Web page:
Screams of pain. Fire alarms wailing and sprinklers flooding the room from above.

The smell of “fresh gunpowder in the air.”

The scene inside the Inland Regional Center in San Bernardino, California — where a husband and wife killed 14 people and wounded 21 on Wednesday morning at a county health department gathering — was something that no amount of training could ready one first responder for.

“The situation was surreal,” said San Bernardino police Lt. Mike Madden, who was driving nearby, on his way to lunch, when he received the call. “With an active shooter, you talk about sensory overload, they try to throw everything at you to prepare you for dealing with them: what you’re seeing, what you’re hearing, what you’re smelling.

“And it was all of that and more,” he continued, after a pause. “It was unspeakable, the carnage that we were seeing, the number of people who were injured, the number who were already dead, and the pure panic on the faces of the individuals needing to be safe.”

Madden, who normally oversees police records and dispatch units for the 230 officer department, recounted his experience at an evening news conference held Thursday night in the shadow of the crime scene. With little to update on the potential motive of suspects Syed Rizwan Farook, 28, and his wife, Tashfeen Malik, 27, authorities chose to highlight the terror caused by the couple — who were slain later Wednesday in a shootout with police.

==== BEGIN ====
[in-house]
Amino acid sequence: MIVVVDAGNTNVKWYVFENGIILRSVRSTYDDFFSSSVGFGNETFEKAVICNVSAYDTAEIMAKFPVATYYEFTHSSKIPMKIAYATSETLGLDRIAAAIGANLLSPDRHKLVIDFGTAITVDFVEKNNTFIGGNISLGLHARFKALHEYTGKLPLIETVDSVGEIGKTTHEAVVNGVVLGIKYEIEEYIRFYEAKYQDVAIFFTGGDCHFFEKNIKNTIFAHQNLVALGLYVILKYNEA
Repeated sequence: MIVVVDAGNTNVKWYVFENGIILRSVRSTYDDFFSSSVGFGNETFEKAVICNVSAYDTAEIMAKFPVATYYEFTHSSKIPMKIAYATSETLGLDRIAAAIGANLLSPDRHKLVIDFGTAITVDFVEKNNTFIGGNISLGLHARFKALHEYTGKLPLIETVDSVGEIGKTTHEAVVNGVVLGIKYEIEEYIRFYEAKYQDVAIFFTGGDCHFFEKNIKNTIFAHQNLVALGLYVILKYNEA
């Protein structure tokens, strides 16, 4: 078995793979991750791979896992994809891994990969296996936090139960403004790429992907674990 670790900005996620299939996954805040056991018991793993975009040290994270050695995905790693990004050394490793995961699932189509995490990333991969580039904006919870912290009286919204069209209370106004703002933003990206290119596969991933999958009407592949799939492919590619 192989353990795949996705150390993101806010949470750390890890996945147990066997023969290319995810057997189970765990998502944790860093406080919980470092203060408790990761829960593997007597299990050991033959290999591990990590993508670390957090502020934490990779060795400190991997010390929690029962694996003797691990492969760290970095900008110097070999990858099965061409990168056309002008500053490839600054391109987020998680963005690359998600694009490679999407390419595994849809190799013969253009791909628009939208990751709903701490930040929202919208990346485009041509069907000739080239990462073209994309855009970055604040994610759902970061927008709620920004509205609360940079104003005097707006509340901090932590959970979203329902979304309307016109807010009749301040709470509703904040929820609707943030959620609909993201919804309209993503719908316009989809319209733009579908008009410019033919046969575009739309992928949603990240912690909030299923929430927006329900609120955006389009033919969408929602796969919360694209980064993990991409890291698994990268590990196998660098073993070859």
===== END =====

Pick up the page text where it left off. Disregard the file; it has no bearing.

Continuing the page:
The Inland Regional Center conference room, where the attack largely took place, was being rented Wednesday by health department employees for a combination training seminar and holiday luncheon. It was right as the event was transitioning to the party that Farook, a health inspector, and his wife, entered in masks and opened fire.

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“There was a Christmas tree in there, all of the tables were decorated,” Madden said. “It just seemed so senseless: here’s people going into their holiday festivities and now they’re dealing with that.”

At first, it was just Madden and several other early arriving officers who tried to coax victims out to safety and check for what they then believed could be additional shooters.

But soon, manpower had come from around the region, in the hundreds.

“It was truly overwhelming to see all of the agencies who got here, and got here in a hurry,” Madden said.